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October 10, 2013

CBR cryptography challenge!

'Crypstagram' is a new website aiming to raise awareness of surveillance, but can you answer our question and win the prize?

By Cbr Rolling Blog

Alright, it may not be exactly as advanced as cryptography, but new website Crypstagram enables users to hide a secret code in an Instagram style image.

From there, fellow users, friends or colleagues who have access to the password can decrypt the image and get hold of your message.

In a mission to raise awareness about Internet privacy and data protection, The Barbarian Group has set up Crypstagram to imitate the cool, vintage photo style of Instagram, allowing users to mask their images with filters such as ‘White Noise’ and ‘NSA’.


"The fact that most internet users don’t use encryption to protect their communication is something that can be changed with increased awareness," says Aimee Kvasir, technology director at The Barbarian Group. "We knew a little bit about steganography (via 4chan of all things), and this project was an opportunity to explore that."

Despite the fact that Cryptstagram is a tool, and a fun one at that, the team says the project is more a way to encourage thought and conversastion about surveillance and privacy than a way to actually encrypt important information.

"We create volumes of data every day just browsing the web, texting friends, moving around with a cell phone," Kvasir says. "Privacy protection legislation hasn’t kept up with new technology. It’s still largely the wild west out there with regard to what companies can do with that data."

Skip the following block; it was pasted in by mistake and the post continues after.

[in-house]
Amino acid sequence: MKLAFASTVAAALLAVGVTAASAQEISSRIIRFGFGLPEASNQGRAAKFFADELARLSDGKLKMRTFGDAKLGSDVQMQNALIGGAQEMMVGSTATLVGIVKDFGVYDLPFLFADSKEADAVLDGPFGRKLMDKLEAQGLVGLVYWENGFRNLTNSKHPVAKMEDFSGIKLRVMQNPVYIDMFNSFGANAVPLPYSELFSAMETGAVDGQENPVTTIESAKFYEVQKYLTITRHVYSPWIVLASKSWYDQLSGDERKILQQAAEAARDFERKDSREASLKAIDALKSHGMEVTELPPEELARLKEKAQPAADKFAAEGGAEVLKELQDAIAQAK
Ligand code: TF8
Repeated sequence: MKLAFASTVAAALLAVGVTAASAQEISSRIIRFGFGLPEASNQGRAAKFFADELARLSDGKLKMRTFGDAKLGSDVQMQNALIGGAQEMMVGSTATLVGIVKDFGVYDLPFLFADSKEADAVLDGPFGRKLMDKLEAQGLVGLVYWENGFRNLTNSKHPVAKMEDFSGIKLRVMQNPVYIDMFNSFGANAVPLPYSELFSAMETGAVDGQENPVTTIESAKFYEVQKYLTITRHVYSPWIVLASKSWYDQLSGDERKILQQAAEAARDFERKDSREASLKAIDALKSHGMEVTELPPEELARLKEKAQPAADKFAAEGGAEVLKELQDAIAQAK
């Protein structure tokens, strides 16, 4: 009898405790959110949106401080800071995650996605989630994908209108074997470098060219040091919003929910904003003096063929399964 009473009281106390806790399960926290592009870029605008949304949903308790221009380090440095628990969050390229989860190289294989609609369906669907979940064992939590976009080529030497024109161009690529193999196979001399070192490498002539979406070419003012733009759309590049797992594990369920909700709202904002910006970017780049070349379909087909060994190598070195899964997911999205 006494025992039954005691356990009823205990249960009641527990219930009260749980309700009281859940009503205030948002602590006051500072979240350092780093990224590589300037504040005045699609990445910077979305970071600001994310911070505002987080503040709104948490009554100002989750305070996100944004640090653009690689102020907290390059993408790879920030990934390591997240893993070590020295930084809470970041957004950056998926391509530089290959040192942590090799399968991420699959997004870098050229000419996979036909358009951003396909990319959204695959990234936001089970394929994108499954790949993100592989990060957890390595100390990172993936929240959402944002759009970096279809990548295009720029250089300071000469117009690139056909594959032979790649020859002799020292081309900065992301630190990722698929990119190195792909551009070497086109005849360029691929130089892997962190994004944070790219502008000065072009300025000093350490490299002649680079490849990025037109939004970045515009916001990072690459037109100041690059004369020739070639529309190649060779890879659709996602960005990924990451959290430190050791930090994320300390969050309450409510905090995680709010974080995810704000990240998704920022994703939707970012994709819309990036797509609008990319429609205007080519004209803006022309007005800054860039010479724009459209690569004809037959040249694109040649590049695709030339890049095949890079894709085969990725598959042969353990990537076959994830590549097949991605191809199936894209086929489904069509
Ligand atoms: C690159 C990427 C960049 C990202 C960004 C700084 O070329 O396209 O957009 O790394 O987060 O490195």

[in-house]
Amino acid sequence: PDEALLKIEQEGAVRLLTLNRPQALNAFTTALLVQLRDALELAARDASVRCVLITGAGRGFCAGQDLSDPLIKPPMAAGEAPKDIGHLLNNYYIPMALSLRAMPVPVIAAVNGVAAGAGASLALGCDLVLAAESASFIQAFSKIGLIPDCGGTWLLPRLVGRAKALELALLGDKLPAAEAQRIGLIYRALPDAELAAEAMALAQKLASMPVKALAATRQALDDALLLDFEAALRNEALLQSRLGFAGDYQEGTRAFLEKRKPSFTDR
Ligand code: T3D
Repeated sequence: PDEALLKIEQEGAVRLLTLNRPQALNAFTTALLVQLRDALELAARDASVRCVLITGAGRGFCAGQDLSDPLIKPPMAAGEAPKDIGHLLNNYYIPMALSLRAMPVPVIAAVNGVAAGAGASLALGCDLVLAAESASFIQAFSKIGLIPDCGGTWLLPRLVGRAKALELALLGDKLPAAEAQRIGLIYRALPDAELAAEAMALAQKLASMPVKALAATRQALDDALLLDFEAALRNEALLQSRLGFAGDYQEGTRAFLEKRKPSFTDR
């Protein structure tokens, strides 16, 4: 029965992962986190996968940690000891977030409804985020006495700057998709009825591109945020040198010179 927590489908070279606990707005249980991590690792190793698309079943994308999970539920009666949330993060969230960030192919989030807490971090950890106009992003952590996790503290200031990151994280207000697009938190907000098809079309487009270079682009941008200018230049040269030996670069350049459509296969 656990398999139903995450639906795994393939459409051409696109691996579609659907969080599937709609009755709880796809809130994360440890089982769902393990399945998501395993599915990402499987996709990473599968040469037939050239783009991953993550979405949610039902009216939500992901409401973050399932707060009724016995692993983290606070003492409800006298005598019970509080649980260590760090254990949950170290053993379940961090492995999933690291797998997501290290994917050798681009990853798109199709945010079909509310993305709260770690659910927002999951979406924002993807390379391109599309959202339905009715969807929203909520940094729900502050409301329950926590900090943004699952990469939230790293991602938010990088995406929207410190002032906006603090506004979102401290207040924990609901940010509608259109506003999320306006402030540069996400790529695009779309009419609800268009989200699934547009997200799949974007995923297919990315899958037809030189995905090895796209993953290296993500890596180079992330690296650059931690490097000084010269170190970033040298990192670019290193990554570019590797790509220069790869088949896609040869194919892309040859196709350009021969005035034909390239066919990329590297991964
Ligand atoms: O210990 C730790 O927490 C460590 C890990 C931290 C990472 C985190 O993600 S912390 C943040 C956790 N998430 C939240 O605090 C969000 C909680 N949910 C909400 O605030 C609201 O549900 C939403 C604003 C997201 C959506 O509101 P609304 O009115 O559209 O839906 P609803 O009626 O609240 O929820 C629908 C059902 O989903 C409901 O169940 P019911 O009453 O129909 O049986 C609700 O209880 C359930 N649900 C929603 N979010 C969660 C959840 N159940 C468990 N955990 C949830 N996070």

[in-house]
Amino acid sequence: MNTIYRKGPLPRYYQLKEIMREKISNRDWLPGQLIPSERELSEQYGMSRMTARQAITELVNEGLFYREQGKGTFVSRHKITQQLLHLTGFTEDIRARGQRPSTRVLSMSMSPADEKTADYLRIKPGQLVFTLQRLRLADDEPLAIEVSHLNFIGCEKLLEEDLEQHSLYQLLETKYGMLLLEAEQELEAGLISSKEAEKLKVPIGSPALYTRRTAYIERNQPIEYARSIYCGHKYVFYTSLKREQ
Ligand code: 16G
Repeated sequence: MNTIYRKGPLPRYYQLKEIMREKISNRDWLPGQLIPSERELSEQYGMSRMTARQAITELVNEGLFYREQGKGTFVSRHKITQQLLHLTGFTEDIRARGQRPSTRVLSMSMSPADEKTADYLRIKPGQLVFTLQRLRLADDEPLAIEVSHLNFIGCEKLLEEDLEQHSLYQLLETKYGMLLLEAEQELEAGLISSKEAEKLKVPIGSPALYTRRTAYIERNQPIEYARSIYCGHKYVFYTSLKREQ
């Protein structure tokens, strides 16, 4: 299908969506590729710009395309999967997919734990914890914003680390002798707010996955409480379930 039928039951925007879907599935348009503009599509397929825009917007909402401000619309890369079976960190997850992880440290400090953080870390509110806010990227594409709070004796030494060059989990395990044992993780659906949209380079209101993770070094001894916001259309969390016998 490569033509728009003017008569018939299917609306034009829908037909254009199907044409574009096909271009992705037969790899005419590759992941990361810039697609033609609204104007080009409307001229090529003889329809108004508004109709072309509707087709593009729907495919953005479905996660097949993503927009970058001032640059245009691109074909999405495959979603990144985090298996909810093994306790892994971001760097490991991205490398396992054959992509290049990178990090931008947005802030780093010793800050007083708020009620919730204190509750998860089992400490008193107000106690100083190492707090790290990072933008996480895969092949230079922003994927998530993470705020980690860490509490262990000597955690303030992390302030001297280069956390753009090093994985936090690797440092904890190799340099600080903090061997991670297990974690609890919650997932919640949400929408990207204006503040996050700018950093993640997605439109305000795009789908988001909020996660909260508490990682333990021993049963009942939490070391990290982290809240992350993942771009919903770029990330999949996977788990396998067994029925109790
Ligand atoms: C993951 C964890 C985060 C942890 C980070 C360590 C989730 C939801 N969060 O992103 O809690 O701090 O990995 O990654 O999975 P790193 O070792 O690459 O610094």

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I’m not sure exactly how safe it is, but giving credit where it is due, Crypstagram sure seems a novel way of raising awareness about such issues.

"We were more interested in combining the themes of glitch art, government surveillance, and personal cryptography than we were with dictating a message or lesson," says Ben Turner, a developer on the project. "The best we felt we could do was provide a tool for people to play with those themes all in one place, to contribute their own opinions and feelings into a common product: a glitched-out image with hidden messages within."

"From purely aesthetic point of view, glitch art has an inherently subversive feel which felt in line with our intent to subvert existing encryption paradigms," explains Kevin Chan, a senior art director.


Want to try it for yourself? I’ve encrypted a message in this image:


Go HERE and type in the password for your prize (click the image to type password).

But what’s the password?

It’s the answer to this question: What new tablet did I review earlier today?

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